by Trent Rentsch
True confession: organization has always been a bit of a mystery to me. For the majority of my life, I’ve believed in Santa Claus and a balanced Federal budget more; it’s truly the unicorn of skills for me.
I have made half-hearted stabs at hunting for the elusive beast. I’ve read at least the forward of several dozen books on the subject, owned (though never wrote in) several lovely, leather-bound planners... hell, every cell phone I’ve owned in the past 5 years has had at least 2 goal-setting apps installed on it (always the first victim to be sacrificed when space became an issue, but...). Still, despite all that effort (uhm...) I still seem to function… no, thrive on chaos.
I’m sure it’s been frustrating to the less organizationally-challenged people in my life. I DO have a system, even if others have to wait patiently for answers while I sift through a pile or two of paper, or search through emails I’ve saved (I hear that Gmail has dedicated several servers to me). Some try to be helpful, but honestly, after I hear the words, “Why don’t you just...” it’s all hums and whistles.
I suppose it used to bother me, but I’ve come to the point in life where I have to face the fact some things in my life will never change. Turmoil bordering on bedlam is simply a part of who I am; I can live with it. However, since I am concerned that it bothers others, possibly to the point of contemplating homicide, I’ve been doing a little reading about other organizational styles (yes, I’m convinced that not having a style IS a style), to learn how I might be less of a nuisance...
... and what I discovered was, I DO have a style, at least according to Sunny Schlenger and Roberta Roesch, who wrote the book How to be Organized in Spite of Yourself: Time and Space Management that Works with Your Personal Style. They contend that there are 5 distinct styles to organizing both time and physical space, and suggest that knowing the pros and cons of each style will help you understand what works for you, and more importantly, how to work with those with different styles.
With regards to time management, they suggest that we all fall somewhere in the following styles:
The Hopper quickly and frequently switches tasks throughout the day. Hoppers often enjoy variety and like to feel the gratification of completing small tasks, but they may be easily distracted by other people or technology.
The Perfectionist Plus seeks excellent performance in every activity, sets very high standards for herself and others, and may have difficulty distinguishing between valuable and less-valuable uses of her time.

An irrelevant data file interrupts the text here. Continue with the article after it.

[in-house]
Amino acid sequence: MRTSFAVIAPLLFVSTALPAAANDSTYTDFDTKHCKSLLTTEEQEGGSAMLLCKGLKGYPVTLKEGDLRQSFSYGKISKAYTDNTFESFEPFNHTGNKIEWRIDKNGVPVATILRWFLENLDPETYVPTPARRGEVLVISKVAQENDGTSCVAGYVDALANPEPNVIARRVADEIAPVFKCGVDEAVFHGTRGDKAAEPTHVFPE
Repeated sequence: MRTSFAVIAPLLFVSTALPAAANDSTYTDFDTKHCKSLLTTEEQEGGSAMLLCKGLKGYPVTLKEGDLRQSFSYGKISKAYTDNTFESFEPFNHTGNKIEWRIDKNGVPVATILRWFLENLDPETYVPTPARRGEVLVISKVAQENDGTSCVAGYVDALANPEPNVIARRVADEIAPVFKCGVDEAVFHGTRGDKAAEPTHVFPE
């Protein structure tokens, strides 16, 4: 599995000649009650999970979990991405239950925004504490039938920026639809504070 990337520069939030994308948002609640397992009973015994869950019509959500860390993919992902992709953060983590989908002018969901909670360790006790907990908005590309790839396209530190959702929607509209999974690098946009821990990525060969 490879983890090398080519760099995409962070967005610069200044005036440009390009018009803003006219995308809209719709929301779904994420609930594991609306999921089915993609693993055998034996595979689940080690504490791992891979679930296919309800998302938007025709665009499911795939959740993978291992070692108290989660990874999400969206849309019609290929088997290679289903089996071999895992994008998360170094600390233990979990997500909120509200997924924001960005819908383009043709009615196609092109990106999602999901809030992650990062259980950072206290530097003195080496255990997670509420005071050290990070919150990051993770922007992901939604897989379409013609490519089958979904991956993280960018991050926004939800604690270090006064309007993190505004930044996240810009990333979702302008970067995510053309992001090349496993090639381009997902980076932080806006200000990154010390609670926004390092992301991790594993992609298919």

Those Allergic to Detail enjoy thinking about the big picture and new ideas, sometimes neglecting smaller details or follow-through.
While Fence Sitter can see both sides of an issue and thoroughly researches upcoming decisions, both large and small, sometimes to the point of forestalling action.
Finally, the Cliff Hanger thrives on adrenaline, deadlines, and external pressure, but sometimes loses track of all the commitments he’s juggling.
When it comes to organizing physical space, Schlenger and Roesch describe these styles:
The Everything Out likes to have reminders, mementos, and project materials in plain sight and within easy reach.
The Nothing Out prefers to have surfaces cleared off and materials stored away.
The Right Angler enjoys having things look a certain way, with the appearance of precision.
The Pack Rat keeps almost everything.
The Total Slob believes that organizing things is a waste of time that could be spent on creative pursuits.
I found myself as a combination of several of these styles... did you? How about the people you work with? No, not the ones you lunch with every day, I’m talking about the ones you find yourself in conflict with, well, almost every day. I found that learning a little about these different styles not only validated my own sideways methods, but also parted the curtain, and gave me insight into how others operate. It may not have demystified organization for me, but at least I now know why some people always have mysteriously clean desks... and why it bothers them if my email responses aren’t timely.
As the media landscape continues to evolve in dog years, it’s important for every member of a radio station to work together, if the station is going to be successful. While everyone has their own part to play and does it marching to the beat of their own drum, it’s important to learn how to work together, despite the differences in style. For my money, as long as nobody touches those stacks of legal pads over there, I’m good.
Addendum: We announced the winner on the RAP website and on Facebook, but in case you didn’t get the memo, I’m happy to announce the winner of this year’s Love for an Audio Orphan contest, by a landslide, is… (drum roll, please): CHRIS WILLIAMS of WXLC-FM/WKRS-AM and his“psychological comedy” ad for Crazy Daisy Florist! Congratulations, Chris! For wowing the Ace panel of judges, you’ll receive a prize package, including a copy of Ozone 7 from our friends at iZotope!
For those of you keeping score, our 1st. Runner-up was Andrew Fraser, for his ingenious contest promo for “Don’t Stop Me Now,” and our 2nd. Runner-up was last year’s champion, Chadd Pierce, serving up the quirky “1 800 Swamp Flowers Dot Com Dot Slash Slash” commercial. Congrats to our top 3… and to all of the Magnificent 7 who played along this year!
Trent Creates words, voices, audio & music. His professional home is Krash Creative. Send time management tips to